Everyone performs some kind of deadlift in his everyday life, that’s why I consider the deadlift as a functional movement of utmost importance, for everyone! Yes, you heard right; for everyone! “Most people misunderstand the mechanics of the deadlift; it’s not a matter of pulling with the lower back, but locking the spine in a neutral position and driving up the hips. This is a subtle but crucial distinction“(Manseau, 2015). Many people are scared of incorporating the deadlift in their training and maybe you are one of them. But listen, here are some good news! If you execute the deadlift correctly, it can be very efficent and effective for strengthening your posterior chain and gaining overall strength, as it is a full body exercise. Start with your bodyweight only, to learn the technique.
There are many deadlift variations such as single leg, sumo, conventional, bodyweight only, weighted deadlifts etc. Start thinking about the deadlift as a pushing exercise; start the movement by driving with your legs and engaging your glutes and avoid pulling with your upper body, as this can put a tremendous amount of strain on your lower back. In this article I will talk about the execution of two different deadlift styles, the conventional and sumo deadlift.
An athlete or coach will choose a deadlift style based on several factors such as comfort, muscle involvement and personal preference. Research has found a more upright trunk, less hip flexion at barbell lift off, and greater shank range of motion in the sumo deadlift compared with the conventional deadlift. Another study found that L4 and L5 shear forces were significantly greater in the conventional group whereas hip and knee moments were not significantly different between the two deadlift styles. Thus, people with low back pain may benefit more by using a sumo stance deadlift as it places less shear force on the spine due to the more upright torso.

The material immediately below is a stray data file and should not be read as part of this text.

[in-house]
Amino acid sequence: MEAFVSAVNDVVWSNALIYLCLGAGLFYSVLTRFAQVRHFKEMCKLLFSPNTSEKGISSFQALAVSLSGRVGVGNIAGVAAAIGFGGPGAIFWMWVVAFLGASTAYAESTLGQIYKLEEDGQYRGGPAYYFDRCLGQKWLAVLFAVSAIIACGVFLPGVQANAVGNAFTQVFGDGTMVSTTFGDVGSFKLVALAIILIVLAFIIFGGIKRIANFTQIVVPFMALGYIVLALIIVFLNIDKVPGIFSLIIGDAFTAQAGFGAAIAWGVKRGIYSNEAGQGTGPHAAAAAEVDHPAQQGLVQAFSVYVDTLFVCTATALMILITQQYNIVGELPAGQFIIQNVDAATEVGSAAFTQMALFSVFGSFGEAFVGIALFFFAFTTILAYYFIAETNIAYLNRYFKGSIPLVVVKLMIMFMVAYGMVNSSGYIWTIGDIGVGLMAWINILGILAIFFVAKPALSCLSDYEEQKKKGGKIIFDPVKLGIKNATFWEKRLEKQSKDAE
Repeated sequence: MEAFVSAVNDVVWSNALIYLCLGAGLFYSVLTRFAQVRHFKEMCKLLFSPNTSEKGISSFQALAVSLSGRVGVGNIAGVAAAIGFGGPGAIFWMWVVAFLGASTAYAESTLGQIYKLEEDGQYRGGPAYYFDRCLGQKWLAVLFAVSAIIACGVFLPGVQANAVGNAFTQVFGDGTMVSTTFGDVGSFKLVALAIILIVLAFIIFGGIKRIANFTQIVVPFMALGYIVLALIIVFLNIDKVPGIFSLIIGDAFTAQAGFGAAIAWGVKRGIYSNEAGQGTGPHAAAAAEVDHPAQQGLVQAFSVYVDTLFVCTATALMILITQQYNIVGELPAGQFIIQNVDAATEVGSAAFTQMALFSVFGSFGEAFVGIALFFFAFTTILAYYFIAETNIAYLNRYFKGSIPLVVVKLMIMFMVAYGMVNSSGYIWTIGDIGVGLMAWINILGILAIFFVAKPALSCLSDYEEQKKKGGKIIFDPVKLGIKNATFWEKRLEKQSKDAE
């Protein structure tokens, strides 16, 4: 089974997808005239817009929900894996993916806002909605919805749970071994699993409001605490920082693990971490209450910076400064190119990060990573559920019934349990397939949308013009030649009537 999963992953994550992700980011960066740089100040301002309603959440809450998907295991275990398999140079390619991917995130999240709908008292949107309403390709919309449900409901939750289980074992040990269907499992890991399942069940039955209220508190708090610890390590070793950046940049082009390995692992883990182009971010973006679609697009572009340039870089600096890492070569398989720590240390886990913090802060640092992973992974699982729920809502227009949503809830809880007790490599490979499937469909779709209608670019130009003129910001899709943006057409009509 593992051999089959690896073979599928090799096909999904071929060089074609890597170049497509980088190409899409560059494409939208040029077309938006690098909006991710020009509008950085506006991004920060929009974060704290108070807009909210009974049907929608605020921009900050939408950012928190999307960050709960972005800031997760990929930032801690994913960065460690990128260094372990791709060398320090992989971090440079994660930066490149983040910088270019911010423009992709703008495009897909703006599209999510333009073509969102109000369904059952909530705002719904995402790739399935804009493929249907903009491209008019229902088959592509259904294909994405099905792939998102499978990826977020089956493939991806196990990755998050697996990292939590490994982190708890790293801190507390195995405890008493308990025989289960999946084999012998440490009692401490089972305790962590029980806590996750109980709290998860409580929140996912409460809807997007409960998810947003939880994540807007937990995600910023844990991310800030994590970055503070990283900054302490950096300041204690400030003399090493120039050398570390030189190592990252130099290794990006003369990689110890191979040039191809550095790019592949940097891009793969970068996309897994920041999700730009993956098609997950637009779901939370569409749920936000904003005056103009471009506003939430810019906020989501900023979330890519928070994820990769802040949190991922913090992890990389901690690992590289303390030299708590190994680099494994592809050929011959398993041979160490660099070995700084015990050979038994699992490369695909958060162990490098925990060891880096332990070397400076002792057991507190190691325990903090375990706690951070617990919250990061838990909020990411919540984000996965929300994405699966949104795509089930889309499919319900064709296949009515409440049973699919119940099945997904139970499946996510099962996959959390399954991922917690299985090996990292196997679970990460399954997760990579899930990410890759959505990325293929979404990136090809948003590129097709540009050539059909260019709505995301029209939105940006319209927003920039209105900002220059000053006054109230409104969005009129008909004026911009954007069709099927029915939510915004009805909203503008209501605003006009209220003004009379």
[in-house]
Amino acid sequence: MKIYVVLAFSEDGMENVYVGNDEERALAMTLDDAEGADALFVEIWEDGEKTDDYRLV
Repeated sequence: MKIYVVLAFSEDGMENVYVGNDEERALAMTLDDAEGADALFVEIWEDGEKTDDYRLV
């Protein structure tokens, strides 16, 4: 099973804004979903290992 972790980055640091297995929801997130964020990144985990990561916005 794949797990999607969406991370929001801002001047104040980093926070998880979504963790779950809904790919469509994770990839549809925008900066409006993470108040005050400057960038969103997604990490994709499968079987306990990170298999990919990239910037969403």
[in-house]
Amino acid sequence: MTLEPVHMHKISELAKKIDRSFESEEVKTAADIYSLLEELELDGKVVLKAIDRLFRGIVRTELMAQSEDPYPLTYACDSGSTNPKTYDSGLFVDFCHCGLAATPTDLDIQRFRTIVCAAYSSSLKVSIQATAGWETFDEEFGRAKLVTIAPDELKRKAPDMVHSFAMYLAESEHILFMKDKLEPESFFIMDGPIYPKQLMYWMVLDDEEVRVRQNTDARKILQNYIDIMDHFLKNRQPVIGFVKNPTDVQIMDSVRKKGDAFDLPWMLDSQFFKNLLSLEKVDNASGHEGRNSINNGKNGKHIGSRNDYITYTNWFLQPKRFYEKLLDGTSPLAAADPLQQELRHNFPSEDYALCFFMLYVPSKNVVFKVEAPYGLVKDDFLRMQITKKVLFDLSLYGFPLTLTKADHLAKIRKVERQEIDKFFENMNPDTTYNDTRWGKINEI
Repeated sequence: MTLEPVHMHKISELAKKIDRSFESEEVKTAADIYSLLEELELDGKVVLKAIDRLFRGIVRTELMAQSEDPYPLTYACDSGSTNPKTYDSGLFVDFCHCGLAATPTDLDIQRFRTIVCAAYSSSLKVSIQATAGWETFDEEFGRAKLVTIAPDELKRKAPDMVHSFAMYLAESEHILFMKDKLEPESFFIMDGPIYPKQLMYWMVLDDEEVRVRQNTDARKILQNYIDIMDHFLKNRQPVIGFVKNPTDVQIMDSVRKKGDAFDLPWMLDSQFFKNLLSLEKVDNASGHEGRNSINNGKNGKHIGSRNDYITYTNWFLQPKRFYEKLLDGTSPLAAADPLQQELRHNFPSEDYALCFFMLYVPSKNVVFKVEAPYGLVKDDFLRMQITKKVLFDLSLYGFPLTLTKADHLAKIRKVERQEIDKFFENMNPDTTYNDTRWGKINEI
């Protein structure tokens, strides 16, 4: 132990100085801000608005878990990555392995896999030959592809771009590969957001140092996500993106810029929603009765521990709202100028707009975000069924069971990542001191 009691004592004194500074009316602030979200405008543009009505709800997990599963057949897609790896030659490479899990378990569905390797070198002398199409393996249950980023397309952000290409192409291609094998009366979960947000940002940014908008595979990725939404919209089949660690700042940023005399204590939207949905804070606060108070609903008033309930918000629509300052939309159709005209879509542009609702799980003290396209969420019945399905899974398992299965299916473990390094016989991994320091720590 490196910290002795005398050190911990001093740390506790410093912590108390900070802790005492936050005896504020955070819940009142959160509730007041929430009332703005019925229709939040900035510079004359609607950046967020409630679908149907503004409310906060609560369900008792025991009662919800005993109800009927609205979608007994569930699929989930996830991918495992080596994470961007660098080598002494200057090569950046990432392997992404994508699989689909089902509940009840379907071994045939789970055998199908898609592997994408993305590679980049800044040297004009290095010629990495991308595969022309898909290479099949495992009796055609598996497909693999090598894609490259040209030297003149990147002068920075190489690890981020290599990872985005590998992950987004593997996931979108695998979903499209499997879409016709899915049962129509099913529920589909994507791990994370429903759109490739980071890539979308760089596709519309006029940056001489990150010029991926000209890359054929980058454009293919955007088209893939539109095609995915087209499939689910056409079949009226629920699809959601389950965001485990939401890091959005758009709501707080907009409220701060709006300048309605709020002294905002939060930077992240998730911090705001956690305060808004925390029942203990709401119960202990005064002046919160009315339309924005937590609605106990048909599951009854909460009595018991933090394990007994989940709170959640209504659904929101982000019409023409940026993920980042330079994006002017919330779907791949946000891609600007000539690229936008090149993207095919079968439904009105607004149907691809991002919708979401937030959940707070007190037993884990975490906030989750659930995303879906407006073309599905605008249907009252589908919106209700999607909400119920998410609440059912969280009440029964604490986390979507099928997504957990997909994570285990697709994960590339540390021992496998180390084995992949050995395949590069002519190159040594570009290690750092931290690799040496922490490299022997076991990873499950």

How to execute:
Place your feet under hips.
Place your hands just outside hip width where they will not interfere with the legs while pulling from the ground.
Keep your shoulders slightly in front of the bar.
Engage your lats and triceps, lock your arms at the elbows and brace your core.
Keep the bar close to the legs as it should travel straight up and down.
Hips and chest rise at the same rate when the bar is below knee level.
When the bar reaches knee level push through the heels (maintaining whole foot all the time), until reaching full hip extension.
Lower the bar by hinging at your hips and keeping your back straight.
How to execute:
Stand with your feet wider than shoulder width and turned out roughly at 35-45 degrees.
Place your hands inside the knees.
Keep your shoulders slightly in front of the bar and your core as upright as possible.
The bar should touch your shins at the bottom.
Start rising up with a straight back, maintaining neutral position.
Keep the bar close to your legs throughout the movement.
Your shoulders and hips rise at the same rate when the bar is below knee.
Start rising your chest when the bar is at knee level and lift the bar by extending your hips, not overextending at your lower back.
My advice: Practise proper form, focus on sound technique and never sacrifice it for a PR. Do this and you will see the benefits of deadlifting!